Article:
Today marks the tenth anniversary of a videogame. So myself and a few other staff members have stolen an idea from Sonic Retro to give you our mini retrospectives on said electronic digital media product. A game which had such an impact on the games industry that it’s still talked about to this day, except on the Sonic Stadium forums because all discussion on it is banned apart from one topic for reasons we don’t understand. That game, is Sonic the Hedgehog, in Sonic the Hedgehog Episode 2006, you play as Sonic, Shadow and Cannabis Plant Head Guy, who is a magician.
Why did this game have such an impact, well… it was a game which looked very pretty, I can still remember seeing the leaked footage from when the game was called ‘Sonic 360‘ in which Sonic apparently died, then like Sonic Jesus he rose again and burned in the flames as the camera zooms into his ass and out of his face! (seriously that’s how the trailer ends).
Everybody knew that this game would be amazing, because all the videogame magazines said it would be amazing. The only people who didn’t think it would be amazing are those who owned a Wii, because it was not on the Wii, therefore it would be terrible. They were wrong. It would be terrible regardless.
The hype levels for this game were insane, what you need to understand is that, back in 2005-2006, not many people had HD TV’s, yet we were about to all get HD consoles, everytime some new screenshots or clips of the game appeared, you couldn’t deny it looked really nice back then.
Many of us older fans were angsty teenagers back in 2005, by god when we saw the gritty super serious nature of the game by it was what we wanted! if only Sonic had a gun then boy oh boy we would be waiting in line for days before release!
“Everything about this picture is creepy.”
Alas the game came out, and we learnt the horrible truth that Sonic Adventure Penguins wasn’t very good, instead of a game with original ideas or building on previous entries, we borrowed half baked ideas from past games and other games slapped them on a disk and threw our arms in the air screaming “it’s no use” as we waited for the game to load a single dialogue cut scene or driving a car around that shot guns!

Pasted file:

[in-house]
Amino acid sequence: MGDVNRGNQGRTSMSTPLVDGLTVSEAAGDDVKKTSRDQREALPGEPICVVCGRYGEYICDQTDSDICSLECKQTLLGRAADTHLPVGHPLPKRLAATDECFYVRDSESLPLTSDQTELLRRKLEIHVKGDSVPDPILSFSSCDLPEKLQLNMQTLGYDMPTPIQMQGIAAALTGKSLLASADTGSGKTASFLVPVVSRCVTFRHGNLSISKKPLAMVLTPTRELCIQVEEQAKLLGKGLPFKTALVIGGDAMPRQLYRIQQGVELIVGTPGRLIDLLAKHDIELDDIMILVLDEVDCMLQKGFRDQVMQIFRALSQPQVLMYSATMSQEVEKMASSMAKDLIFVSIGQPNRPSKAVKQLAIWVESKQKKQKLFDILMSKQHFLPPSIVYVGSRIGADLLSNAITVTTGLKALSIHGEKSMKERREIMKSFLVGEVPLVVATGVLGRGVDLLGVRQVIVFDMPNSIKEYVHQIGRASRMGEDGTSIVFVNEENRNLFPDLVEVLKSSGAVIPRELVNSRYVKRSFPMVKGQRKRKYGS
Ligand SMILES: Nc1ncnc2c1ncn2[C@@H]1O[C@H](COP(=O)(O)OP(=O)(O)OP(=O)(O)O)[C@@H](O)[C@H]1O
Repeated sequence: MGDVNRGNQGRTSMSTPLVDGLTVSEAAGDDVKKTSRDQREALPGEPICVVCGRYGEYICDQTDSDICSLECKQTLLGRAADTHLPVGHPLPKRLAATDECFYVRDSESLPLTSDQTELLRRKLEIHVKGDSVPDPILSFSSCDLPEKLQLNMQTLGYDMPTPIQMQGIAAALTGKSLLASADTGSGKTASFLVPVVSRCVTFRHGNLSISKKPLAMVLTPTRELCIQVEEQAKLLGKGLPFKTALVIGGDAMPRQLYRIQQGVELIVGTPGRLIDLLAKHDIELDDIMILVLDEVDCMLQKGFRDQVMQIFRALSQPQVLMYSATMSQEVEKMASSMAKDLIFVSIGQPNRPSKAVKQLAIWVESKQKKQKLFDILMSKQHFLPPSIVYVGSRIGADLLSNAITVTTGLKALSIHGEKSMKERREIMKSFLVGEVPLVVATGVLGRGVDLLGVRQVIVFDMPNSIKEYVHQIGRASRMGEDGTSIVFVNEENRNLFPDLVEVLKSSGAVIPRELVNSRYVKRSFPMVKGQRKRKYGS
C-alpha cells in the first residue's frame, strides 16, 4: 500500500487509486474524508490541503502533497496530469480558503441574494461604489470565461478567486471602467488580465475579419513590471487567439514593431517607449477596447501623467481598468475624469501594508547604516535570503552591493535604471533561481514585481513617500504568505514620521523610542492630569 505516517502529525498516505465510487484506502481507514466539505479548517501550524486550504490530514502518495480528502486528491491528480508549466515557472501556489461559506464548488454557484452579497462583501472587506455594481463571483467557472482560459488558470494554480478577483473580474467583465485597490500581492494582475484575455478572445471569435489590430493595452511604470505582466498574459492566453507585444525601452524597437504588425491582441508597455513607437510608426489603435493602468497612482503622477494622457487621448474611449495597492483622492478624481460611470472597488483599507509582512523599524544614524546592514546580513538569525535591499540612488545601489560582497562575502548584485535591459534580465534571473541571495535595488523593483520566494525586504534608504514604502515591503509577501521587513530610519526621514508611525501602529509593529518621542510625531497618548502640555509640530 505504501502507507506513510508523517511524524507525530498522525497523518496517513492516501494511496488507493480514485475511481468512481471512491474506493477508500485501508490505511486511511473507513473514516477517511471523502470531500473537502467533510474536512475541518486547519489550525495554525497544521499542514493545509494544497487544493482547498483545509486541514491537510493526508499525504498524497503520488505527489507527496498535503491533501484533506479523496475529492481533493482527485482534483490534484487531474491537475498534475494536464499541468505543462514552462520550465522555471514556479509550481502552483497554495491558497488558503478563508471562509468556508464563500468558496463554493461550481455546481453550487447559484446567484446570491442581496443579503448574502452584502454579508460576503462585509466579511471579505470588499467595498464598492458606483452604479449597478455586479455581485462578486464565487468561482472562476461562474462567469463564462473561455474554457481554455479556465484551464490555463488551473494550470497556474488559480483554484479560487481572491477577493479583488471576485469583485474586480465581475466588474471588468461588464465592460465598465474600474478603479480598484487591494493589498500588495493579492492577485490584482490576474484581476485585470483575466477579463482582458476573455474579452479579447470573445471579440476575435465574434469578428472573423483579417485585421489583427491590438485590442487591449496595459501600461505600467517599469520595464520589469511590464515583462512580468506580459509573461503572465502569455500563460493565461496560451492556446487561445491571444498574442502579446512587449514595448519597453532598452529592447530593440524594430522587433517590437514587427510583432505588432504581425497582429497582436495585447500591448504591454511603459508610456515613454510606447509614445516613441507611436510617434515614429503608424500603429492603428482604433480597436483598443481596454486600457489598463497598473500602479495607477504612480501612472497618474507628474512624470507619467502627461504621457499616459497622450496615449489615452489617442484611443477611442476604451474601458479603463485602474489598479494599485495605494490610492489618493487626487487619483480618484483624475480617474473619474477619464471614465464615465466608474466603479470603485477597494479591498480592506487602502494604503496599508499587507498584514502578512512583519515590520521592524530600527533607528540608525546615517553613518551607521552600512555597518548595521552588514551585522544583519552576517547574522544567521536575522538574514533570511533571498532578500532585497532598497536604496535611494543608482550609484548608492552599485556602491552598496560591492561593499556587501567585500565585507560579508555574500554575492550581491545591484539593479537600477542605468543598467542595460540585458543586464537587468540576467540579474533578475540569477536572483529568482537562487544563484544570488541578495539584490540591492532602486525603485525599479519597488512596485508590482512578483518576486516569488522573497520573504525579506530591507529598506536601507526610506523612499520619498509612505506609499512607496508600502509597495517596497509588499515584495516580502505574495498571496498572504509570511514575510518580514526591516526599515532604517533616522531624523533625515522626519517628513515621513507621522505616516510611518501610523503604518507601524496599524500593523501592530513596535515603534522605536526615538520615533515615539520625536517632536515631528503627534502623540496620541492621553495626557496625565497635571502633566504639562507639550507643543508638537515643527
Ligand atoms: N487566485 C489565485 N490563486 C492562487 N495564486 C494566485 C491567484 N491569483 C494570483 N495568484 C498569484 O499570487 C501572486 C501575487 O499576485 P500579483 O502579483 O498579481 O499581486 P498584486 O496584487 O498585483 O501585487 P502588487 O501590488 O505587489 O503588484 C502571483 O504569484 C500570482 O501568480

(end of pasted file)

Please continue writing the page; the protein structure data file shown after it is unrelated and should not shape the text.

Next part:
Glitches, level design, not very good, it was not the Sonic Adventure 5 that we wanted, but being the direct sequel to Sonic Heroes and Shadow the Hedgehog people wanted it.
Being on the internet, we know what video-game is, and a Sonic.
Did you know that this game has a pigeon in it!?
Look! It’s a pigeon named Hatsun that you can talk to! It’s just like the original Sonic Adventure! Only with birds instead of people!
However, one thing that Sonic 0 + 6 = 06 did for many fans, is that it united us, for the best part of a decade we have shared a common game to laugh and mock, we’ve had so many jokes and laughs at conventions over this game, and nothing is going to take that from us, not even Sonic Boom: Rise of Lyric.
I am in a minority of fans when it comes to the reception of Realistic Sonic Adventure. I didn’t pay it much heed at the time of release as I wasn’t into the next gen scene then and by the time I was it was 2008 and Hedgedog’s World Travels was the hot new release. I bought it for £15 alongside it, but it stayed on the shelf a while while I sank my teeth into the new Werehog gameplay.
When I did play it…it was nothing to write home about. While I could tell it wasn’t up to par with the big games that had come before it. I didn’t particularly find glitches or struggle too much with anything else. More than anything, it was mundane, which is why I stopped playing it before I could complete the story campaigns. Overall, Realistic Sonic Adventure is a game I don’t particularly find too memorable, but I’ll take a 24 hour marathon of it over playing Sonic and the Arabian Control Nightmare ever again.
Plot twist; Controversy? Controversy.
I’ll never get over the crushing feeling of disappointment Sonic Adventure 3 gave me when I was a kid. Fooled into believing hyped up trailers confidently displaying a put together, complete, and accomplished next generation launch title, I asked for a PlayStation 3 bundled with the game for Christmas. It only took one level for me to understand exactly what I’d been hoodwinked into. It was the first time I really remember struggling to play a Sonic title, and not for lack of trying – I definitely put the time in to try and finish it. But time and time again I’d be met with frustration, resentment, and bewilderment.
“DO YOU SEE THE LIGHT!?”
Ten years on, that resentment has subsided. I look back at the game almost with nostalgia now, with pop culture suitably adapting all its lows into comedy gold in a world of Let’s Plays and glitch exploit videos on YouTube. We’ve even come to the point where people try to see merit in what Sonic Adventure 3 attempted to do, ignoring its unquestionably inexcusable faults on a basic design level. It’s an utter failure on so many levels, it becomes a fantastic conversation piece not only within the community, but for game design in general.
This game’s infamous legacy will definitely stand the test of time – and I’m actually pretty ok with that.